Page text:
Comment by Jacob J — June 22, 2011 @ 8:51 am

  70. I think that’s a fair answer (and it’s the one I typically give) except that then we’re back to the question of God’s justice. It’s the old Kantian vs. Utilitarian dichotomy. That answer works for an Utilitarian. It probably wouldn’t work for a Kantian.

    Comment by Clark — June 22, 2011 @ 11:04 am

  71. Maybe an interesting C.S. Lewis quote can answer your question:

    “…you now see that the irresistible and the indisputable are the two weapons which the very nature of [God's] scheme forbid Him to use. Merely to override a human will (as His felt presence in any but the faintest and most mitigated degree would certainly do) would be for Him useless. He cannot ravish. He can only woo. For His ignoble idea is to eat the cake and have it; [people] are to be one with Him and yet themselves; merely to cancel them, or assimilate them, will not serve.” [Screwtape Letter #8]

    Would people be free to believe or not to believe if God made Himself indisputably real?

    Comment by Melanie — June 22, 2011 @ 1:53 pm

  72. Did you even read the post Melanie? (Apparently not)

    Comment by Geoff J — June 22, 2011 @ 2:12 pm

  73. That answer works for an Utilitarian. It probably wouldn’t work for a Kantian.

    Then it will come as no surprise that I am a utilitarian and I think Kant was high on crack.

    Comment by Jacob J — June 22, 2011 @ 2:41 pm

  74. I’m neither an utilitarian nor kantian so I suspect that’s why I appreciate the problem so much.

    Comment by Clark — June 23, 2011 @ 3:38 pm

  75. I am an agape theorist so I see it in a very different light.

    Comment by Blake — June 23, 2011 @ 9:30 pm

  76. God of the Gaps Argument-From a New Perspective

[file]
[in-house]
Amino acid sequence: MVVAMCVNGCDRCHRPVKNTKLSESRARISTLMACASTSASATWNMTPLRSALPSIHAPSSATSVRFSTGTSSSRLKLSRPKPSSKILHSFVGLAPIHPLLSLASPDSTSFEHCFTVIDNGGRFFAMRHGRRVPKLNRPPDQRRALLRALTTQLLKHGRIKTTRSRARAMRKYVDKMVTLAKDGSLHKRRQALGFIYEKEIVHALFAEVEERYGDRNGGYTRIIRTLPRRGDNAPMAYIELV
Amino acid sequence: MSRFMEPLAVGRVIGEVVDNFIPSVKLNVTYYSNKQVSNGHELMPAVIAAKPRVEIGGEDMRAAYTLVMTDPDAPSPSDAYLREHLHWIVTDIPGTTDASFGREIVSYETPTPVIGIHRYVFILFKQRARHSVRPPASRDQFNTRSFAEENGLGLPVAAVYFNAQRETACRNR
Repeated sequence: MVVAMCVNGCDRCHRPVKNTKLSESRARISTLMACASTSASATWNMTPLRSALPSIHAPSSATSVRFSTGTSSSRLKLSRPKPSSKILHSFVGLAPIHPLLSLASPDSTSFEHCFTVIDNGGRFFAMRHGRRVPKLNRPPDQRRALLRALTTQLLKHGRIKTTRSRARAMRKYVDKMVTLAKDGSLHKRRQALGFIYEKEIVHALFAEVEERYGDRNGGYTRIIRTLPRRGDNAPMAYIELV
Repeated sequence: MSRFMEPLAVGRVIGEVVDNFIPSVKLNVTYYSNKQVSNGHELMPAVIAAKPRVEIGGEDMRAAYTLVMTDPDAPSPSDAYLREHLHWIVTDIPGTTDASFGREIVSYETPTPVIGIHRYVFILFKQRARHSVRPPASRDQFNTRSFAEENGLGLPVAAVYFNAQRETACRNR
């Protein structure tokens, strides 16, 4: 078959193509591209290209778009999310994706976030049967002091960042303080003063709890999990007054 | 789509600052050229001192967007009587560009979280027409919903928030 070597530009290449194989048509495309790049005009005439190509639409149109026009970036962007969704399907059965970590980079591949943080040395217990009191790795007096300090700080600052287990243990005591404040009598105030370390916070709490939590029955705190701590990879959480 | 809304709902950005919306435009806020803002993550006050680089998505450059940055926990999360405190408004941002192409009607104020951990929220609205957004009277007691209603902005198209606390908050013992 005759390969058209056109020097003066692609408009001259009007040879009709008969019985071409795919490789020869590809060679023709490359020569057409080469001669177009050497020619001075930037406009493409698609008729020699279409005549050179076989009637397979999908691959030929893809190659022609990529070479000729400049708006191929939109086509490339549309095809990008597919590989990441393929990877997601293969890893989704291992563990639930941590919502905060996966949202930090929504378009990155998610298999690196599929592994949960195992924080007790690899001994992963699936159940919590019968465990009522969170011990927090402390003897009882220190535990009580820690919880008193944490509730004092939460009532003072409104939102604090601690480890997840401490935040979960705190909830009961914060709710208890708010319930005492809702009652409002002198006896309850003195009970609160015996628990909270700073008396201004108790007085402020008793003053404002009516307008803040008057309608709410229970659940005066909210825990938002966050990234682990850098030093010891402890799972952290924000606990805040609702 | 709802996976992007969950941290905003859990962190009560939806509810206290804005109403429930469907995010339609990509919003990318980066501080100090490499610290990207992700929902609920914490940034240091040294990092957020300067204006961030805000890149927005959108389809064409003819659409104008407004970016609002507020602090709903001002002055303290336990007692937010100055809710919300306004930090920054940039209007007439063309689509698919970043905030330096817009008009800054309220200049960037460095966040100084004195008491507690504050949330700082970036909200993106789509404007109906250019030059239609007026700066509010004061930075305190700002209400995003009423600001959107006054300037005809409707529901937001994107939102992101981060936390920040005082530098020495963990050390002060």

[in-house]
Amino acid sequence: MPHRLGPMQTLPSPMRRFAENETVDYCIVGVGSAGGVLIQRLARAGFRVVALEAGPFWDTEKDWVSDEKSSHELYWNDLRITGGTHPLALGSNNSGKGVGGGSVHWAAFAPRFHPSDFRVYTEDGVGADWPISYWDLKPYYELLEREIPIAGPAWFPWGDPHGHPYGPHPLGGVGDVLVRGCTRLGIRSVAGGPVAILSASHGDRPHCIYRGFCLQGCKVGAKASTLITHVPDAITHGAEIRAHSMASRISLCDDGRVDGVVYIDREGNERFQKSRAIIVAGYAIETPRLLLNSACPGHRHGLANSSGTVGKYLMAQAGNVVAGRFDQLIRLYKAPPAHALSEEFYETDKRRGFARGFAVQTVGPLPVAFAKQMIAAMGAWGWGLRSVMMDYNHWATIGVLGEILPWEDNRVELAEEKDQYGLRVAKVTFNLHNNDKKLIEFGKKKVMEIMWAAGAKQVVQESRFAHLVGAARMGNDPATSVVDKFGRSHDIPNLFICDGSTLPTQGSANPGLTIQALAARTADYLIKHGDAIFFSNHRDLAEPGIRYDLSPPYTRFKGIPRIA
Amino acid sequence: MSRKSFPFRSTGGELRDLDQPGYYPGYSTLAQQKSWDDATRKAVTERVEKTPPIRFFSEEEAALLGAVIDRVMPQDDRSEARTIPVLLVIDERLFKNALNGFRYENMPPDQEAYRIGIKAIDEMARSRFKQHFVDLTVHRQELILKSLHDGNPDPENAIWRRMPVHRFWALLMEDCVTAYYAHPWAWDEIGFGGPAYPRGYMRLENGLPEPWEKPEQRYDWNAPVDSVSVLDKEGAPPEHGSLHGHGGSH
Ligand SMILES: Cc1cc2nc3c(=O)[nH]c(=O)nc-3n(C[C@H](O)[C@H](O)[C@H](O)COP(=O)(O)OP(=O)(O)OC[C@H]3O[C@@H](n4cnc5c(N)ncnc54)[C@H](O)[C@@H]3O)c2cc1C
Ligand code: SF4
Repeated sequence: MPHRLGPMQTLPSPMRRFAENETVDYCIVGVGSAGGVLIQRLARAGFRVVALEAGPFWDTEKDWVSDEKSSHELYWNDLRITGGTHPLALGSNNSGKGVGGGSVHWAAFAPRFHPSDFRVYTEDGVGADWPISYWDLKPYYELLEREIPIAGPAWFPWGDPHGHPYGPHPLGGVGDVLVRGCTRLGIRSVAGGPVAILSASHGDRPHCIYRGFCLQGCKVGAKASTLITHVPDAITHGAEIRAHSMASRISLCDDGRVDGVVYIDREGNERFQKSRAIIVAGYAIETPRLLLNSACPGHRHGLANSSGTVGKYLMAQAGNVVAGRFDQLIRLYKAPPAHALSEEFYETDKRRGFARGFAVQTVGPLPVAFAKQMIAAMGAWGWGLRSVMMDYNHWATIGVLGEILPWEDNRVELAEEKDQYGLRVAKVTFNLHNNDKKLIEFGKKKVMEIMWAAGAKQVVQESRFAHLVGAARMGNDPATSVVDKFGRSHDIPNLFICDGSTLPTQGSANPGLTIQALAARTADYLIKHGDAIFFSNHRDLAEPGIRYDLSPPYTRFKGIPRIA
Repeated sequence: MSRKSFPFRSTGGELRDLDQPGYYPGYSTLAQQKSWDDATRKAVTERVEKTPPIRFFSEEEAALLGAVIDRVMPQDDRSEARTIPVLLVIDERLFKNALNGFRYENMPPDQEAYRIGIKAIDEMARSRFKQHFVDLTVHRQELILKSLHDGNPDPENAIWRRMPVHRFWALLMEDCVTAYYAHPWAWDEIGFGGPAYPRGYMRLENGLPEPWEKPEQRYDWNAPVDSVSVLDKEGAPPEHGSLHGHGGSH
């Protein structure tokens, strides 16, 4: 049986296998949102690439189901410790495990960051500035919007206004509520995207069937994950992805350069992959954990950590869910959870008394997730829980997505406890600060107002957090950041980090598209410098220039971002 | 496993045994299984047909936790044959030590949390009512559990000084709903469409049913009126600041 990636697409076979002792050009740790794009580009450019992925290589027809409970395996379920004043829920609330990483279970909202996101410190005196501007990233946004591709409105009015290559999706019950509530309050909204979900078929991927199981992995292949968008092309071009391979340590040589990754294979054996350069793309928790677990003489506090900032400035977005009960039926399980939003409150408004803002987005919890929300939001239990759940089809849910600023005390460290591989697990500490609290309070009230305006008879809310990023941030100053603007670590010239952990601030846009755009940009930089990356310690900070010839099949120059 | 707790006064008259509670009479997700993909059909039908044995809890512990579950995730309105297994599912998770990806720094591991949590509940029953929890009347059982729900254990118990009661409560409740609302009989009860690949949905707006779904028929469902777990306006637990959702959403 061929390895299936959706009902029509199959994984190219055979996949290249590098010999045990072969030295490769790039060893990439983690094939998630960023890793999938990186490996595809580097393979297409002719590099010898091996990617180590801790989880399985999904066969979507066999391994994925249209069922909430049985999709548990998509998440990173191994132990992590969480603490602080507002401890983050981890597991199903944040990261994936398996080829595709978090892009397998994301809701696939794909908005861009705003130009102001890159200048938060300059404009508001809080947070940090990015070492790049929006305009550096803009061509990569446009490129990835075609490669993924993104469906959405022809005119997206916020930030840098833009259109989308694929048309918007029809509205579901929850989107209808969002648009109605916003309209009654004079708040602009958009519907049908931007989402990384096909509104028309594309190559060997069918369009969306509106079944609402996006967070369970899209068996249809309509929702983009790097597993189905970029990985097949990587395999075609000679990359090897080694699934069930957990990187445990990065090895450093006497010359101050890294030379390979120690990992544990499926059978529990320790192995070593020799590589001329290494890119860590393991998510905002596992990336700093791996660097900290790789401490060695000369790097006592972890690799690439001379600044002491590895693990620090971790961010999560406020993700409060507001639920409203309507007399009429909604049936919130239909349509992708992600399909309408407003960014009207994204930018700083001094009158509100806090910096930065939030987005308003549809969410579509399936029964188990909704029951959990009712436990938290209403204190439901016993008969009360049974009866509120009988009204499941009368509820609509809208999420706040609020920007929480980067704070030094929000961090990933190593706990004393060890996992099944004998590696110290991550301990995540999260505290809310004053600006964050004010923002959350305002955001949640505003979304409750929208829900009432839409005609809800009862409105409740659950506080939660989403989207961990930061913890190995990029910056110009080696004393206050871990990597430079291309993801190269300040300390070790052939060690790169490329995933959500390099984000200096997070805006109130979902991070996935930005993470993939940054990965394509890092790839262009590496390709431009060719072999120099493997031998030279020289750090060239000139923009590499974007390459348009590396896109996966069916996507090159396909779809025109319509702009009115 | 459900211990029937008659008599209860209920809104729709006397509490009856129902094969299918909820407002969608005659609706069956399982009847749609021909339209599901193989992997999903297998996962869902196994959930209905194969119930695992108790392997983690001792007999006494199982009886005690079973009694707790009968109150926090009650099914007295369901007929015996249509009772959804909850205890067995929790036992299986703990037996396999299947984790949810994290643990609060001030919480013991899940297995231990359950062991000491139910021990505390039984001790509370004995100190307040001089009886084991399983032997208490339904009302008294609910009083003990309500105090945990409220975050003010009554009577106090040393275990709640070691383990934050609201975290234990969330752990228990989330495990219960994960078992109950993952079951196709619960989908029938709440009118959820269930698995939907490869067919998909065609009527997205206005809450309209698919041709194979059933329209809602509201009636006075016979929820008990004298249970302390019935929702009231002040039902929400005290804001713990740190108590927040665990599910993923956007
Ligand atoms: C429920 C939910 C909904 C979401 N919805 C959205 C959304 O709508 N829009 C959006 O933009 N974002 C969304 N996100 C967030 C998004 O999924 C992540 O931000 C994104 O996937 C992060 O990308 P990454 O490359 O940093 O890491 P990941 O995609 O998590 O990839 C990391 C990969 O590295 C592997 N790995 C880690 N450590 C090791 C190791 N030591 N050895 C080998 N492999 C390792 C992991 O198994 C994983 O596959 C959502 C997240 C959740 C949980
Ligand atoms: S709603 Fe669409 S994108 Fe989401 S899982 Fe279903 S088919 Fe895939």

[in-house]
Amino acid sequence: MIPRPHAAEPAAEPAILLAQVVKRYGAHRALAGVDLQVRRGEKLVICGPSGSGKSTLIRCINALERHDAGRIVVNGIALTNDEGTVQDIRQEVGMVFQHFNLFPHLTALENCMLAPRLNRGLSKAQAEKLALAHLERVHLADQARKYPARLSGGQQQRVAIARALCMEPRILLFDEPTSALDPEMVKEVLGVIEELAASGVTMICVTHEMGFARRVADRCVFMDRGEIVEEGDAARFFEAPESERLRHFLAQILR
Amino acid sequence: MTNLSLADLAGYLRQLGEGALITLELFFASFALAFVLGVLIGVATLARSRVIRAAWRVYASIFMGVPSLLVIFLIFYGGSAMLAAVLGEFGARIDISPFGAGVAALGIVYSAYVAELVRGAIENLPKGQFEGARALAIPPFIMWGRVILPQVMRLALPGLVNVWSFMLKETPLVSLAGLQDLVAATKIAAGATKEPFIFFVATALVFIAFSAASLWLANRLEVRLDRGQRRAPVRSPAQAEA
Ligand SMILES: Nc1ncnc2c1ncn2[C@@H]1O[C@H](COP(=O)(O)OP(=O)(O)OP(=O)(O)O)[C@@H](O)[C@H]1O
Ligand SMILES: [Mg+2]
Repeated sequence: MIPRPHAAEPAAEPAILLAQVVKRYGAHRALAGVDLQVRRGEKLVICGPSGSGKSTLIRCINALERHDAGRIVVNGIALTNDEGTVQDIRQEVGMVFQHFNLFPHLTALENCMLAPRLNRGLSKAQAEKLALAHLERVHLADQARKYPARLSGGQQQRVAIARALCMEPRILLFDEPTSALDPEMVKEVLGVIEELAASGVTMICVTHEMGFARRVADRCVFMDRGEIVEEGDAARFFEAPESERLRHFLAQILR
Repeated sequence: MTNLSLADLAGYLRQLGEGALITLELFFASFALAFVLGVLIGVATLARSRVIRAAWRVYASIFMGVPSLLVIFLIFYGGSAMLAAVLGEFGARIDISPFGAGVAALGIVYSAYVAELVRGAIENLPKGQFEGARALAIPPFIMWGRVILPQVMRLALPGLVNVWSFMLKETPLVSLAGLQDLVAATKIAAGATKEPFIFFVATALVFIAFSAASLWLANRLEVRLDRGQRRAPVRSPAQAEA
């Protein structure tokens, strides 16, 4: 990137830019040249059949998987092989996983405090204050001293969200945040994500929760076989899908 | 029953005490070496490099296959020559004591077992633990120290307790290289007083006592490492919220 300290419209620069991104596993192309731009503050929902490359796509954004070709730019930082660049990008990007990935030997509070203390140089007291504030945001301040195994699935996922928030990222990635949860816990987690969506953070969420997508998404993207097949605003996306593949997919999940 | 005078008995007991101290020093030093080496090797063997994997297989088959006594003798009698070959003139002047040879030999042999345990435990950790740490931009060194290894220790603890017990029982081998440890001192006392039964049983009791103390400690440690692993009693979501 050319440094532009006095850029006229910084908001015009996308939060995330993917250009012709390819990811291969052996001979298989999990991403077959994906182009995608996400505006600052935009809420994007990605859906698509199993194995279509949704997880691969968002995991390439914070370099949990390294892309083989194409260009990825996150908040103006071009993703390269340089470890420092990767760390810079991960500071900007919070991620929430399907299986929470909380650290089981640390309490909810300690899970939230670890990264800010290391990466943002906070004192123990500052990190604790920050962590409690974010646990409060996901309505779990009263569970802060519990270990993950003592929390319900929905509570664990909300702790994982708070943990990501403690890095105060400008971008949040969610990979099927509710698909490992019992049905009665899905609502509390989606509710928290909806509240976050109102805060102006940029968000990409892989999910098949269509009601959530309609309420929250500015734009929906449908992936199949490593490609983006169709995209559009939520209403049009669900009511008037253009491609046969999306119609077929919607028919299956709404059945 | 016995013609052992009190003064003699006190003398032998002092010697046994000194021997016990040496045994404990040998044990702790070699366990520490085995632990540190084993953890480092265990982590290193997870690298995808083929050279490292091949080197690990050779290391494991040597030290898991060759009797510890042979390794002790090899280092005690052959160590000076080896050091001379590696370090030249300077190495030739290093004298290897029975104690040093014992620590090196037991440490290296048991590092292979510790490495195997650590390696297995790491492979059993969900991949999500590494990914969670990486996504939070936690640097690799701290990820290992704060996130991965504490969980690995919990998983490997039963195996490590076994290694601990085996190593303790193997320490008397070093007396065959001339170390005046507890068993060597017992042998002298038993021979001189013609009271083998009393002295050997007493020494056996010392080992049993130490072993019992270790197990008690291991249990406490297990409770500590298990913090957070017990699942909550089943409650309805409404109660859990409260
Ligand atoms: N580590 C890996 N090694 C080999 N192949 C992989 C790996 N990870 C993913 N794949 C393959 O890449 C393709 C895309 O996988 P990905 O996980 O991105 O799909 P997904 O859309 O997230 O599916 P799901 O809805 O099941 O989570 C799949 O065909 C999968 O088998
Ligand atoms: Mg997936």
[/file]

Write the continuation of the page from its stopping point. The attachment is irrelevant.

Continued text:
Or
    God’s Hiddenness Justified

    I will begin this article with two suppositions: 1) God has created this universe; 2) He has brought man in this universe with some purpose.
    I am not claiming here that these two suppositions are true, or that I can prove them to be true. But I want to show here that if these two suppositions are true, then God will always be the God of the gaps. Anyone who will be reading this article should not forget that there is an “if” clause in the last sentence.
    Now I begin with the supposition that God has created this universe. If God has created this universe, then He could have created it in four different ways: 1) He created it in such a way that there was no necessity for Him to intervene in it after creation, 2) After creation He intervened in it, but these interventions were a bare minimum, that is, He intervened only when these were absolutely necessary. In order to clarify my point here, I will say that He intervened only when He found that without His intervention the universe would come to a standstill, 3) He created the universe in such a way that in order to keep it going He had to make very frequent interventions in it, 4) God’s total intervention after creation.